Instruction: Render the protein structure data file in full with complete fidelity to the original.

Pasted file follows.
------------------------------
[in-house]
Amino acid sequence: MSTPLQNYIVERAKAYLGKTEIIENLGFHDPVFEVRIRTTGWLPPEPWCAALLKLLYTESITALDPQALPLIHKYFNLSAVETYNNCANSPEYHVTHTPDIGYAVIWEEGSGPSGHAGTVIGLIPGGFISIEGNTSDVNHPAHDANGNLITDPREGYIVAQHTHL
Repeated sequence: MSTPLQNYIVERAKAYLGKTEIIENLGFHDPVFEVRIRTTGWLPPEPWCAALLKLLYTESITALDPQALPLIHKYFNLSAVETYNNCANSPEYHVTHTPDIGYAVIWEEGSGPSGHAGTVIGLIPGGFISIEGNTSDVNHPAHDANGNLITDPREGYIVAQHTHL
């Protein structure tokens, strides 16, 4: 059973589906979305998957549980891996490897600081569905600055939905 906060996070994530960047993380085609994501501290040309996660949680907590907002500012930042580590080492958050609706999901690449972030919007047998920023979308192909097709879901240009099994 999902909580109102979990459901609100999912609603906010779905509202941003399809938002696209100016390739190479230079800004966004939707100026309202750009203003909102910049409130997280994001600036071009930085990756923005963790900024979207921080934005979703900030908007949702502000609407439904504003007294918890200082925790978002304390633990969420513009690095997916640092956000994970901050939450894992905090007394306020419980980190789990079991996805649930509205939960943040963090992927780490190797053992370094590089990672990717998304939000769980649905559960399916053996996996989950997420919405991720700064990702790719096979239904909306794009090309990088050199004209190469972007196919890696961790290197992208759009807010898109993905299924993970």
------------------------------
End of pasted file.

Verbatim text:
[in-house]
Amino acid sequence: MSTPLQNYIVERAKAYLGKTEIIENLGFHDPVFEVRIRTTGWLPPEPWCAALLKLLYTESITALDPQALPLIHKYFNLSAVETYNNCANSPEYHVTHTPDIGYAVIWEEGSGPSGHAGTVIGLIPGGFISIEGNTSDVNHPAHDANGNLITDPREGYIVAQHTHL
Repeated sequence: MSTPLQNYIVERAKAYLGKTEIIENLGFHDPVFEVRIRTTGWLPPEPWCAALLKLLYTESITALDPQALPLIHKYFNLSAVETYNNCANSPEYHVTHTPDIGYAVIWEEGSGPSGHAGTVIGLIPGGFISIEGNTSDVNHPAHDANGNLITDPREGYIVAQHTHL
């Protein structure tokens, strides 16, 4: 059973589906979305998957549980891996490897600081569905600055939905 906060996070994530960047993380085609994501501290040309996660949680907590907002500012930042580590080492958050609706999901690449972030919007047998920023979308192909097709879901240009099994 999902909580109102979990459901609100999912609603906010779905509202941003399809938002696209100016390739190479230079800004966004939707100026309202750009203003909102910049409130997280994001600036071009930085990756923005963790900024979207921080934005979703900030908007949702502000609407439904504003007294918890200082925790978002304390633990969420513009690095997916640092956000994970901050939450894992905090007394306020419980980190789990079991996805649930509205939960943040963090992927780490190797053992370094590089990672990717998304939000769980649905559960399916053996996996989950997420919405991720700064990702790719096979239904909306794009090309990088050199004209190469972007196919890696961790290197992208759009807010898109993905299924993970």